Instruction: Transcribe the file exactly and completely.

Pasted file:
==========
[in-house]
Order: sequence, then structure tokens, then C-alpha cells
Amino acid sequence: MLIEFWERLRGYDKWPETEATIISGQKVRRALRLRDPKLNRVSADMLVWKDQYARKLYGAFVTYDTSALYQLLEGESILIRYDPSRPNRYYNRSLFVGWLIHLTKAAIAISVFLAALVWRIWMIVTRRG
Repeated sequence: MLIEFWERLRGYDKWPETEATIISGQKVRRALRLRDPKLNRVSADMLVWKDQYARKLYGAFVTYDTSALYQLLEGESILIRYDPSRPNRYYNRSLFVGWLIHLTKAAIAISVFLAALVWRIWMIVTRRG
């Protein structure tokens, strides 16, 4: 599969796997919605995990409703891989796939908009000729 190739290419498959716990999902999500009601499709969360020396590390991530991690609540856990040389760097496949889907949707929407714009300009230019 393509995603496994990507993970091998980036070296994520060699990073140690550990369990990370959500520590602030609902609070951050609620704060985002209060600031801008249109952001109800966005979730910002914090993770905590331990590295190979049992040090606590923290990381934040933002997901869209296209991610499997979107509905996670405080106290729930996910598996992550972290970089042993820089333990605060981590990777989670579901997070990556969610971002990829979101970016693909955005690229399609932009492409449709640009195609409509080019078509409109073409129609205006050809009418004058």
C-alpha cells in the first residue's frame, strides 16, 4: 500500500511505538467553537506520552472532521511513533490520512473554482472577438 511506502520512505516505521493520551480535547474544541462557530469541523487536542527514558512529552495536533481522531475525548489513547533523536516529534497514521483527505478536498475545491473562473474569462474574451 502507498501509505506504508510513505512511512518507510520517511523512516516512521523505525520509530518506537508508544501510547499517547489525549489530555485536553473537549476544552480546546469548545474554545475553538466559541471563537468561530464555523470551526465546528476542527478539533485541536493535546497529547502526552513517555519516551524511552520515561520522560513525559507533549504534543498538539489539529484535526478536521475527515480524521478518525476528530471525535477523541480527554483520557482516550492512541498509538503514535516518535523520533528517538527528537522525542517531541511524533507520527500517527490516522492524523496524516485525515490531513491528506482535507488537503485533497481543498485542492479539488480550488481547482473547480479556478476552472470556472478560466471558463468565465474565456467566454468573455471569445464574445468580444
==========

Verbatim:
[in-house]
Order: sequence, then structure tokens, then C-alpha cells
Amino acid sequence: MLIEFWERLRGYDKWPETEATIISGQKVRRALRLRDPKLNRVSADMLVWKDQYARKLYGAFVTYDTSALYQLLEGESILIRYDPSRPNRYYNRSLFVGWLIHLTKAAIAISVFLAALVWRIWMIVTRRG
Repeated sequence: MLIEFWERLRGYDKWPETEATIISGQKVRRALRLRDPKLNRVSADMLVWKDQYARKLYGAFVTYDTSALYQLLEGESILIRYDPSRPNRYYNRSLFVGWLIHLTKAAIAISVFLAALVWRIWMIVTRRG
């Protein structure tokens, strides 16, 4: 599969796997919605995990409703891989796939908009000729 190739290419498959716990999902999500009601499709969360020396590390991530991690609540856990040389760097496949889907949707929407714009300009230019 393509995603496994990507993970091998980036070296994520060699990073140690550990369990990370959500520590602030609902609070951050609620704060985002209060600031801008249109952001109800966005979730910002914090993770905590331990590295190979049992040090606590923290990381934040933002997901869209296209991610499997979107509905996670405080106290729930996910598996992550972290970089042993820089333990605060981590990777989670579901997070990556969610971002990829979101970016693909955005690229399609932009492409449709640009195609409509080019078509409109073409129609205006050809009418004058």
C-alpha cells in the first residue's frame, strides 16, 4: 500500500511505538467553537506520552472532521511513533490520512473554482472577438 511506502520512505516505521493520551480535547474544541462557530469541523487536542527514558512529552495536533481522531475525548489513547533523536516529534497514521483527505478536498475545491473562473474569462474574451 502507498501509505506504508510513505512511512518507510520517511523512516516512521523505525520509530518506537508508544501510547499517547489525549489530555485536553473537549476544552480546546469548545474554545475553538466559541471563537468561530464555523470551526465546528476542527478539533485541536493535546497529547502526552513517555519516551524511552520515561520522560513525559507533549504534543498538539489539529484535526478536521475527515480524521478518525476528530471525535477523541480527554483520557482516550492512541498509538503514535516518535523520533528517538527528537522525542517531541511524533507520527500517527490516522492524523496524516485525515490531513491528506482535507488537503485533497481543498485542492479539488480550488481547482473547480479556478476552472470556472478560466471558463468565465474565456467566454468573455471569445464574445468580444